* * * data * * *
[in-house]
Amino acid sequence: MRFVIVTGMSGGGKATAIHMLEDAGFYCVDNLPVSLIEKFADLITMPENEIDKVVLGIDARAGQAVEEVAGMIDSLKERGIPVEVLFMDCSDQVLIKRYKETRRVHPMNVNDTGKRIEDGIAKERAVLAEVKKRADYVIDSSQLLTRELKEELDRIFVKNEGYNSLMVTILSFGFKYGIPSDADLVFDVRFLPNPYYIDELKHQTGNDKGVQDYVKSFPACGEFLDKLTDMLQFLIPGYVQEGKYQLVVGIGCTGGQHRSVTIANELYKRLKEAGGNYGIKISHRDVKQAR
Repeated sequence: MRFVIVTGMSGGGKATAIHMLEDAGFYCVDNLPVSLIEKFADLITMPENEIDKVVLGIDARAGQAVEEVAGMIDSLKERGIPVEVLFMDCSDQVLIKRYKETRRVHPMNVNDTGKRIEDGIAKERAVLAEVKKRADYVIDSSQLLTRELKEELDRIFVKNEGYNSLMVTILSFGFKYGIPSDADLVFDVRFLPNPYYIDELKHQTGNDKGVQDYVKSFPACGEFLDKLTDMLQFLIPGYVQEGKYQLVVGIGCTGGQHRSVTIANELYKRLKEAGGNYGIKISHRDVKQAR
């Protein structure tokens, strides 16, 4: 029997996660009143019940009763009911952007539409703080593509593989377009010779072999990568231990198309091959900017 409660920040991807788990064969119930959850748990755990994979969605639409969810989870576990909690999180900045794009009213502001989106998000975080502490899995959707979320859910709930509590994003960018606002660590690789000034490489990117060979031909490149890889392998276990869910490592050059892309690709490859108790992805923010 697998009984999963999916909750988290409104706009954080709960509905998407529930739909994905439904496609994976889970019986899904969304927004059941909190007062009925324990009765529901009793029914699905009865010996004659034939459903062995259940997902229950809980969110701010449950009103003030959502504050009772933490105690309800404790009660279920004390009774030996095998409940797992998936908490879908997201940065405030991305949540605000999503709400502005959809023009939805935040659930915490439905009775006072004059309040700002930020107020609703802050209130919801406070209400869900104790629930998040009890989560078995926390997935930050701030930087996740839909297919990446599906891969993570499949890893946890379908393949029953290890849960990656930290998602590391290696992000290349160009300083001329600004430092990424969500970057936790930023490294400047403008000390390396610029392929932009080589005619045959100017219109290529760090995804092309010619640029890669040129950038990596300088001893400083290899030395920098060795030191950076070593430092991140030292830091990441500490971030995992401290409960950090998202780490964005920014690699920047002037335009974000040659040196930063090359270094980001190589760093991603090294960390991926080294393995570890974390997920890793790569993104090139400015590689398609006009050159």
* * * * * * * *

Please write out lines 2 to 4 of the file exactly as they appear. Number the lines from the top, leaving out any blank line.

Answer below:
Amino acid sequence: MRFVIVTGMSGGGKATAIHMLEDAGFYCVDNLPVSLIEKFADLITMPENEIDKVVLGIDARAGQAVEEVAGMIDSLKERGIPVEVLFMDCSDQVLIKRYKETRRVHPMNVNDTGKRIEDGIAKERAVLAEVKKRADYVIDSSQLLTRELKEELDRIFVKNEGYNSLMVTILSFGFKYGIPSDADLVFDVRFLPNPYYIDELKHQTGNDKGVQDYVKSFPACGEFLDKLTDMLQFLIPGYVQEGKYQLVVGIGCTGGQHRSVTIANELYKRLKEAGGNYGIKISHRDVKQAR
Repeated sequence: MRFVIVTGMSGGGKATAIHMLEDAGFYCVDNLPVSLIEKFADLITMPENEIDKVVLGIDARAGQAVEEVAGMIDSLKERGIPVEVLFMDCSDQVLIKRYKETRRVHPMNVNDTGKRIEDGIAKERAVLAEVKKRADYVIDSSQLLTRELKEELDRIFVKNEGYNSLMVTILSFGFKYGIPSDADLVFDVRFLPNPYYIDELKHQTGNDKGVQDYVKSFPACGEFLDKLTDMLQFLIPGYVQEGKYQLVVGIGCTGGQHRSVTIANELYKRLKEAGGNYGIKISHRDVKQAR
């Protein structure tokens, strides 16, 4: 029997996660009143019940009763009911952007539409703080593509593989377009010779072999990568231990198309091959900017 409660920040991807788990064969119930959850748990755990994979969605639409969810989870576990909690999180900045794009009213502001989106998000975080502490899995959707979320859910709930509590994003960018606002660590690789000034490489990117060979031909490149890889392998276990869910490592050059892309690709490859108790992805923010 697998009984999963999916909750988290409104706009954080709960509905998407529930739909994905439904496609994976889970019986899904969304927004059941909190007062009925324990009765529901009793029914699905009865010996004659034939459903062995259940997902229950809980969110701010449950009103003030959502504050009772933490105690309800404790009660279920004390009774030996095998409940797992998936908490879908997201940065405030991305949540605000999503709400502005959809023009939805935040659930915490439905009775006072004059309040700002930020107020609703802050209130919801406070209400869900104790629930998040009890989560078995926390997935930050701030930087996740839909297919990446599906891969993570499949890893946890379908393949029953290890849960990656930290998602590391290696992000290349160009300083001329600004430092990424969500970057936790930023490294400047403008000390390396610029392929932009080589005619045959100017219109290529760090995804092309010619640029890669040129950038990596300088001893400083290899030395920098060795030191950076070593430092991140030292830091990441500490971030995992401290409960950090998202780490964005920014690699920047002037335009974000040659040196930063090359270094980001190589760093991603090294960390991926080294393995570890974390997920890793790569993104090139400015590689398609006009050159």